Make sure you do these things before you have a deep, spiritual conversation with your spouse.
Make sure you do these things before you have a deep, spiritual conversation with your spouse. (Flickr )

You know you need God in your marriage for it to grow and remain strong and healthy. But you may feel as though you and your spouse are on very different pages when it comes to your spiritual life.

Having a deep spiritual conversation may feel intimidating or downright scary. Perhaps you've tried in the past and things didn't go well. You ended up frustrated, more isolated and feeling like a failure.

Here are steps that will help you get started having those conversations. Don't make the mistake of trying to talk about all these questions in one sitting. Choose one to three to begin with, and see where the conversation goes.

There is no greater intimacy that can develop between a husband and wife than when they commit to regularly bringing God into their relationship. Having these kinds of conversations will help you do that.

Before You Begin

For this kind of conversation to work well, you'll need to be intentional. Before you begin, these points will help you set yourself up for success.

Choose the Setting

Don't use these questions to ambush your spouse as they're rushing to leave for work or dropping into bed with exhaustion. Find a time when you will both be free from distractions and able to focus on each other. It might be date night, Saturday morning coffee or some other setting when you are both relatively well rested and able to listen well.

Listen to Your Spouse

Talking about these questions won't get you very far if you use them purely as an intellectual exercise. Look for what your spouse is trying to communicate underneath the words. Reflect what you hear them saying, and then share from your own heart. See yourself as investing from your heart in the spiritual foundation of your marriage.

Listen to God

Above all else, be looking for what God is doing—in your own heart, in your spouse's heart and in your marriage. Look for where He is already at work, and see how you might cooperate with that. It's best to begin with prayer—short and simple: "God, we are here seeking You in our marriage. Please show up and minister to us where we need it most. Thank You. Amen."

20 Questions

Now for the questions—the conversation starters that can help you explore your spiritual lives together and nurture what God wants to do in, through and for you.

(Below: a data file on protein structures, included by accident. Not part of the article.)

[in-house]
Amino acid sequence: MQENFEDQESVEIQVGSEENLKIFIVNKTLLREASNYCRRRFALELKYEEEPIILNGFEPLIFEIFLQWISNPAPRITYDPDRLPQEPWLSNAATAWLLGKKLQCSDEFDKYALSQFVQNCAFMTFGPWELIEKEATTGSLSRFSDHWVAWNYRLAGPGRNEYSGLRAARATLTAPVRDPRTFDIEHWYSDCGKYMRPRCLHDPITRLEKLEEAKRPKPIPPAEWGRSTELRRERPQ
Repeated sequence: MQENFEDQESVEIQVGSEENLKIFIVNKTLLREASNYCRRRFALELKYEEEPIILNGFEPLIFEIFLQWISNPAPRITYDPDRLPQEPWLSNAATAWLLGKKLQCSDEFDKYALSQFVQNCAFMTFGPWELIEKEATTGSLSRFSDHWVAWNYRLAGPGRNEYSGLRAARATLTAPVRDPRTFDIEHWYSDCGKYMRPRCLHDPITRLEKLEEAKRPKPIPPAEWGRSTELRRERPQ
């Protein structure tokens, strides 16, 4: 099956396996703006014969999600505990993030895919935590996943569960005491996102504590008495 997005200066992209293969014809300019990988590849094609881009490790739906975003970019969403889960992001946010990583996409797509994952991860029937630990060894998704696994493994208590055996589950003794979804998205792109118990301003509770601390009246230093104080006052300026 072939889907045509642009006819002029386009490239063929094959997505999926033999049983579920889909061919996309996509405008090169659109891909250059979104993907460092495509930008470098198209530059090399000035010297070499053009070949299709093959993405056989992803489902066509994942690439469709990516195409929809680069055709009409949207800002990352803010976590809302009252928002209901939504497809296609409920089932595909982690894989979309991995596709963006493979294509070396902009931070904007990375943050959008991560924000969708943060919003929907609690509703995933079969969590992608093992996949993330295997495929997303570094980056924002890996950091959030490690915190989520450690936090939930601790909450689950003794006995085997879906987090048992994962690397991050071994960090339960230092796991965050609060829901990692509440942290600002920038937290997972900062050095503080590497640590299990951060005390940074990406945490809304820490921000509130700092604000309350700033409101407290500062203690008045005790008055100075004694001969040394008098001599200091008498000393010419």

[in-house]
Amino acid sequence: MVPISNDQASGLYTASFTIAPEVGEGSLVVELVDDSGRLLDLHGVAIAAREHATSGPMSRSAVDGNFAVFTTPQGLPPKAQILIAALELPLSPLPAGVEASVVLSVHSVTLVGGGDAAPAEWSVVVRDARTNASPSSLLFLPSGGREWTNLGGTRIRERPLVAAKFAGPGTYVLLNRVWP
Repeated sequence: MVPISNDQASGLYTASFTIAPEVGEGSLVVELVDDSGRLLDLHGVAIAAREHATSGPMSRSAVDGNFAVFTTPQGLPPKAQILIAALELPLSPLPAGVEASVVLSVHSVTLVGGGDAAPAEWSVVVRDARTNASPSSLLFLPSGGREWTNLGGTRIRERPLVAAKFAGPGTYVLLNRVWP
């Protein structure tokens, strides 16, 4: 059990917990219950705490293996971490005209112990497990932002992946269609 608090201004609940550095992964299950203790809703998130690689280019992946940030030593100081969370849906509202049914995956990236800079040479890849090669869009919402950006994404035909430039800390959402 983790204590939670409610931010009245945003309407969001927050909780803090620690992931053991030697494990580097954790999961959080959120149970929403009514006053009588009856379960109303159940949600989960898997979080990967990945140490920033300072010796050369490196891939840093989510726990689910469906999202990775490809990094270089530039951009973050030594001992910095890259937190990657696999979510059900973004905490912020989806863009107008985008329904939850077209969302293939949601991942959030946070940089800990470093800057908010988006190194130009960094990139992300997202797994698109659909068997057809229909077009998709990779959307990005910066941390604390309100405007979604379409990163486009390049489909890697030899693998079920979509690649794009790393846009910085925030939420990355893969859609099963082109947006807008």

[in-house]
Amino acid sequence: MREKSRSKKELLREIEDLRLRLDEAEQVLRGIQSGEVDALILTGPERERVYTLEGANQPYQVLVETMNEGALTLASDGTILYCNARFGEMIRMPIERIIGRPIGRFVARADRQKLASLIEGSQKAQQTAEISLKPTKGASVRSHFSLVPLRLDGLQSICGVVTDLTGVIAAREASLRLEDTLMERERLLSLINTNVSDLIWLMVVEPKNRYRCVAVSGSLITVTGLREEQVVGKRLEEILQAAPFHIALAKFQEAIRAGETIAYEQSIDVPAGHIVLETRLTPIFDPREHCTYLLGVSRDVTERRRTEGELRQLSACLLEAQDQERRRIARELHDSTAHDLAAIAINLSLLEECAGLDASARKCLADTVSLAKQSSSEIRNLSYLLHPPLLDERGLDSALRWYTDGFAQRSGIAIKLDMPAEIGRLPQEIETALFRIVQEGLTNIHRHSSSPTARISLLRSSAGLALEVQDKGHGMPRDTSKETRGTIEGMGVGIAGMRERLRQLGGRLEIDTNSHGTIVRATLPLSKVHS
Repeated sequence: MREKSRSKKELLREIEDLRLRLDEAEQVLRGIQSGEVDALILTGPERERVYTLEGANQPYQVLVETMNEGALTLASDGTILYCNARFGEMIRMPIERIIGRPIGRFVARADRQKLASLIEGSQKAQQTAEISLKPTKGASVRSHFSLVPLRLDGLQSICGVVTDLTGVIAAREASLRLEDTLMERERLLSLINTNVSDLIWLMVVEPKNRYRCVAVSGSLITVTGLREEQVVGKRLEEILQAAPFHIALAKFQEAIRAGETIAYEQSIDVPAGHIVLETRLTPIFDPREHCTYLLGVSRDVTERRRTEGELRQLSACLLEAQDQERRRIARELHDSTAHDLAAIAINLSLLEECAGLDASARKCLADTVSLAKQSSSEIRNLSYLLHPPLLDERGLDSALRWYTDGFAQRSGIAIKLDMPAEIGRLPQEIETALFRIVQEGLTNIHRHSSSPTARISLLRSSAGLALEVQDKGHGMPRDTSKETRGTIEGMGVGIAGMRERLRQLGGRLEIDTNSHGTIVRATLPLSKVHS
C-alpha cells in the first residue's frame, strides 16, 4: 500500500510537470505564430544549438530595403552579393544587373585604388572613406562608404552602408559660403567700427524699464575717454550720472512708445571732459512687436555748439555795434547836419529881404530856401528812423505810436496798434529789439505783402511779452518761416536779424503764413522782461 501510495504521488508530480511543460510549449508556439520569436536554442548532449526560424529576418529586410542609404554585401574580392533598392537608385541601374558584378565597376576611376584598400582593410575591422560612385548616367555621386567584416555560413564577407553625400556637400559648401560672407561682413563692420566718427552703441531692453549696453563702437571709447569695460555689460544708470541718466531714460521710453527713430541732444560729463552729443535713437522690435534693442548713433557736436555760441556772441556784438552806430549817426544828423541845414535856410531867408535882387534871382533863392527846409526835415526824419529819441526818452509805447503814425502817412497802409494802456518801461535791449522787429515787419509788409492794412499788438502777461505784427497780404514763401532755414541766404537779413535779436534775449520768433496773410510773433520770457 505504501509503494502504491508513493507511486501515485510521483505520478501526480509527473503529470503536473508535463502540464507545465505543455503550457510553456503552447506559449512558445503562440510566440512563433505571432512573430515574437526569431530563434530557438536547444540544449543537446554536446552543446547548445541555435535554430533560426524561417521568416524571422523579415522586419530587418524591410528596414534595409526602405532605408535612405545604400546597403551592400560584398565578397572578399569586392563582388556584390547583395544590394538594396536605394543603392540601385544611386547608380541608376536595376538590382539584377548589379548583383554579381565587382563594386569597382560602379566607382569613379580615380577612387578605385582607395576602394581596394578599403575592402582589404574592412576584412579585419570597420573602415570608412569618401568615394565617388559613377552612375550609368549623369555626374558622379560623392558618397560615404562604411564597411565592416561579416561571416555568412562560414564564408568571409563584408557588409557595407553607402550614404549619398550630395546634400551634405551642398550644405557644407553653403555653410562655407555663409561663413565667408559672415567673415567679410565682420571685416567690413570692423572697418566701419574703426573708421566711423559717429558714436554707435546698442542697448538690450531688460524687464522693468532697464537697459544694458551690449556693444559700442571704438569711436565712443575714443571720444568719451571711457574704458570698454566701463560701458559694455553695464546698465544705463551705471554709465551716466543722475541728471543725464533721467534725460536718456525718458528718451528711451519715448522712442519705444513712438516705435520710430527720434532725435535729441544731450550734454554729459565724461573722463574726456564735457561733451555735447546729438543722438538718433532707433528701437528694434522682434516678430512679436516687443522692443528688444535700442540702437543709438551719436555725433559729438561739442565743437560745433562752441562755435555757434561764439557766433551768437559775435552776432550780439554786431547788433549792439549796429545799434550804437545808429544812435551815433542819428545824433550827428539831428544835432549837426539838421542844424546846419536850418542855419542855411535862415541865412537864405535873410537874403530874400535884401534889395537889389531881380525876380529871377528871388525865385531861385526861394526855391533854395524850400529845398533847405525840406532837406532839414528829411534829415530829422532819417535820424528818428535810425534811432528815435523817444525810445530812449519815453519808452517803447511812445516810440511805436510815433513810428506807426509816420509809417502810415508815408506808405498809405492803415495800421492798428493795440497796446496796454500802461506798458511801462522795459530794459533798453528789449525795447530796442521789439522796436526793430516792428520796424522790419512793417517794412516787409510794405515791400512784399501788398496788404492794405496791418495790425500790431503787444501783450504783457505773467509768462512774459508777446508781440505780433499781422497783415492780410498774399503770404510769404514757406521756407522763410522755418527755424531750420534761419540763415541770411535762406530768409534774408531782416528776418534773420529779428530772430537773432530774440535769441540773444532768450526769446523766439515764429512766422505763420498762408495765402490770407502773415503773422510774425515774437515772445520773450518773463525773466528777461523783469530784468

1. What is your picture of God? Who is He to you? Biblical phrases and images are great, and it's wonderful to start there. But go deeper. Who is God to you experientially, emotionally? What kind of feelings or thoughts come up when you think or talk about God?

2. How did your picture of God come to be the way it is now? Has it changed? Messages we heard about God from parents, preachers, peers and others have a huge impact on our picture of God. Explore that. And continue to explore further how experiences—both good and bad—either brought you closer to God or drew you farther away from Him.

3. Where have you felt God's presence in the past? We each sense God's presence in unique ways. Talk about the times you knew He was near: helping you through a difficult circumstance; a particular book, movie, or other media; a church service; a time in nature; through another person' a time of solitude with Him; or whatever.

4. What are some ways in which God has grown you? How has He done so? God works uniquely in each person's life. Talk about the ways you are different today because of what God has done, and the means God has used to change you in those ways.

5. Where do you think God would like to grow you now? God never stops growing us. The Holy Spirit regularly puts His finger on something and says, "Here: let Me have this." Or, "You can do better here. Let Me stretch you." Share where you sense that God wants to change or stretch you going forward.

6. How might I as your spouse best support you in what God is doing in your life? This is about supporting what God wants to do, not how you want your spouse to change. This might look like praying for your spouse in a certain way, providing some aspect of practical help, holding your spouse accountable in some way, listening or something else.

7. When you pray for me, however little or much that is, what do you talk to God about? This can be quite an intimate point of conversation if you allow it to be. You can share about the changes you hope God makes in your spouse. But also share about the ways in which you are grateful for them and the gifts/abilities you are proud to see God developing in them.

8. What do you think God's opinion is of our marriage together? God sees and knows everything already, and He has the eternal perspective. Thinking and talking about this question can help you get a perspective on your marriage that is closer to God's perspective.

9. Is there any unfinished business between us that we need to bring before God together? God wants to bring healing and forgiveness to each of you individually and to your marriage. The way to experience that is to lay out any "junk" in His presence and invite Him to deal with it. His presence has a way of melting the hard places and healing the broken places in your hearts.